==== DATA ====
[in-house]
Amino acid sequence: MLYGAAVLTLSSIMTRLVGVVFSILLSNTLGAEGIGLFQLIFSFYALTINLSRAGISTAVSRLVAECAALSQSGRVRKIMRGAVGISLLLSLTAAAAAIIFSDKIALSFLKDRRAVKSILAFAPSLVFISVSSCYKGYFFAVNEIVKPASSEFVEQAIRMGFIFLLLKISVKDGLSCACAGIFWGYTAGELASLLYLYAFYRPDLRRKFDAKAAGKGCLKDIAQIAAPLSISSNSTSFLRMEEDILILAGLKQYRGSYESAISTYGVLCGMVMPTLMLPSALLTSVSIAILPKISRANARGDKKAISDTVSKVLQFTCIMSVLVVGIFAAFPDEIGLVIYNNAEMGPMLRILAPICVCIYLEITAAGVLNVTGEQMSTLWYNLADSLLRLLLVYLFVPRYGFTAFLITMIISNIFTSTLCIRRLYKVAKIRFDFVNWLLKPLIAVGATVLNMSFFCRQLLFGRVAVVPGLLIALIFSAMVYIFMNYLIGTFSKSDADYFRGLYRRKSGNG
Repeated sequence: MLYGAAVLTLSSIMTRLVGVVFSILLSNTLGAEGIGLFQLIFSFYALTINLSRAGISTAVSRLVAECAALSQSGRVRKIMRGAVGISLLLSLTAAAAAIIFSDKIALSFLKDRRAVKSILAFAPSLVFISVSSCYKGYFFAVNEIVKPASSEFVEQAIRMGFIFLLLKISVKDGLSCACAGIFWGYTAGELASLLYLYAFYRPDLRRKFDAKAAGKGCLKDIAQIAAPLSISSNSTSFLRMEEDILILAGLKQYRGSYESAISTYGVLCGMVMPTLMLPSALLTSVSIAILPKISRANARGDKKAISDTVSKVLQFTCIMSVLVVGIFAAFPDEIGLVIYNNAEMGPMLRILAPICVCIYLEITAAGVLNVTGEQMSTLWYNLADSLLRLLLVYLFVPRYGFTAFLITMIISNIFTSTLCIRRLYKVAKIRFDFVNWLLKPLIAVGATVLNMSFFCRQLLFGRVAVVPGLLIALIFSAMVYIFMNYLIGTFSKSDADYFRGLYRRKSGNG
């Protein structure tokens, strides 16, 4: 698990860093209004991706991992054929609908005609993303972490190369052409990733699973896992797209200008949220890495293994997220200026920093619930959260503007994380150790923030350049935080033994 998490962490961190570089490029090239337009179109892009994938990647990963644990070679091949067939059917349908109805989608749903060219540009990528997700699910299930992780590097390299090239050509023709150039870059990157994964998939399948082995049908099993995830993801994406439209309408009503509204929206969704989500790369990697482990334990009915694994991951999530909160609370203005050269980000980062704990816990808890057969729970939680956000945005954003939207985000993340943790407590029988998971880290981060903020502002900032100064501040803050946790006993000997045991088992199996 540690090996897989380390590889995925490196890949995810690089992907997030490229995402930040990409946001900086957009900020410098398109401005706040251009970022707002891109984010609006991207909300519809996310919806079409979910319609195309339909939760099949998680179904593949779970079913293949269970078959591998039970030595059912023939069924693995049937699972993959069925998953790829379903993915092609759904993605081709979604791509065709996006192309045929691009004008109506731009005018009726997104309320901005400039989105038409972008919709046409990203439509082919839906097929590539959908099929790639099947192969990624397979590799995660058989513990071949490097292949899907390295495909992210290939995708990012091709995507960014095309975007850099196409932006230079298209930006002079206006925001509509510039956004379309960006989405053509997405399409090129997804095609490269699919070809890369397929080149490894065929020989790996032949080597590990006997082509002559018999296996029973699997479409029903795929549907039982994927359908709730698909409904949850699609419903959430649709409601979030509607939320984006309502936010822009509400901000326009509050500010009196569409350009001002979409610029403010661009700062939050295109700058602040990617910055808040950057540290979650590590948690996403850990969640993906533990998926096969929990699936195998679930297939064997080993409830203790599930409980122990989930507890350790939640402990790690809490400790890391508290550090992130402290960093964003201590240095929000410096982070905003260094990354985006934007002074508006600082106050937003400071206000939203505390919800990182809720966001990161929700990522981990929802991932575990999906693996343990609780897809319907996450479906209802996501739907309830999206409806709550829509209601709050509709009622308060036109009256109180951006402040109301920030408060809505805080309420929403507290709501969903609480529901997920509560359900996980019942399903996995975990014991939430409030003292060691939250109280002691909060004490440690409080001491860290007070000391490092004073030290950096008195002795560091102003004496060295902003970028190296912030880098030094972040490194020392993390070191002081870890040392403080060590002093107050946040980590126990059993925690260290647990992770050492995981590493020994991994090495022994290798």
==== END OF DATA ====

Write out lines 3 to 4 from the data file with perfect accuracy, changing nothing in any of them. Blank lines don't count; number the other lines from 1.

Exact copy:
Repeated sequence: MLYGAAVLTLSSIMTRLVGVVFSILLSNTLGAEGIGLFQLIFSFYALTINLSRAGISTAVSRLVAECAALSQSGRVRKIMRGAVGISLLLSLTAAAAAIIFSDKIALSFLKDRRAVKSILAFAPSLVFISVSSCYKGYFFAVNEIVKPASSEFVEQAIRMGFIFLLLKISVKDGLSCACAGIFWGYTAGELASLLYLYAFYRPDLRRKFDAKAAGKGCLKDIAQIAAPLSISSNSTSFLRMEEDILILAGLKQYRGSYESAISTYGVLCGMVMPTLMLPSALLTSVSIAILPKISRANARGDKKAISDTVSKVLQFTCIMSVLVVGIFAAFPDEIGLVIYNNAEMGPMLRILAPICVCIYLEITAAGVLNVTGEQMSTLWYNLADSLLRLLLVYLFVPRYGFTAFLITMIISNIFTSTLCIRRLYKVAKIRFDFVNWLLKPLIAVGATVLNMSFFCRQLLFGRVAVVPGLLIALIFSAMVYIFMNYLIGTFSKSDADYFRGLYRRKSGNG
């Protein structure tokens, strides 16, 4: 698990860093209004991706991992054929609908005609993303972490190369052409990733699973896992797209200008949220890495293994997220200026920093619930959260503007994380150790923030350049935080033994 998490962490961190570089490029090239337009179109892009994938990647990963644990070679091949067939059917349908109805989608749903060219540009990528997700699910299930992780590097390299090239050509023709150039870059990157994964998939399948082995049908099993995830993801994406439209309408009503509204929206969704989500790369990697482990334990009915694994991951999530909160609370203005050269980000980062704990816990808890057969729970939680956000945005954003939207985000993340943790407590029988998971880290981060903020502002900032100064501040803050946790006993000997045991088992199996 540690090996897989380390590889995925490196890949995810690089992907997030490229995402930040990409946001900086957009900020410098398109401005706040251009970022707002891109984010609006991207909300519809996310919806079409979910319609195309339909939760099949998680179904593949779970079913293949269970078959591998039970030595059912023939069924693995049937699972993959069925998953790829379903993915092609759904993605081709979604791509065709996006192309045929691009004008109506731009005018009726997104309320901005400039989105038409972008919709046409990203439509082919839906097929590539959908099929790639099947192969990624397979590799995660058989513990071949490097292949899907390295495909992210290939995708990012091709995507960014095309975007850099196409932006230079298209930006002079206006925001509509510039956004379309960006989405053509997405399409090129997804095609490269699919070809890369397929080149490894065929020989790996032949080597590990006997082509002559018999296996029973699997479409029903795929549907039982994927359908709730698909409904949850699609419903959430649709409601979030509607939320984006309502936010822009509400901000326009509050500010009196569409350009001002979409610029403010661009700062939050295109700058602040990617910055808040950057540290979650590590948690996403850990969640993906533990998926096969929990699936195998679930297939064997080993409830203790599930409980122990989930507890350790939640402990790690809490400790890391508290550090992130402290960093964003201590240095929000410096982070905003260094990354985006934007002074508006600082106050937003400071206000939203505390919800990182809720966001990161929700990522981990929802991932575990999906693996343990609780897809319907996450479906209802996501739907309830999206409806709550829509209601709050509709009622308060036109009256109180951006402040109301920030408060809505805080309420929403507290709501969903609480529901997920509560359900996980019942399903996995975990014991939430409030003292060691939250109280002691909060004490440690409080001491860290007070000391490092004073030290950096008195002795560091102003004496060295902003970028190296912030880098030094972040490194020392993390070191002081870890040392403080060590002093107050946040980590126990059993925690260290647990992770050492995981590493020994991994090495022994290798």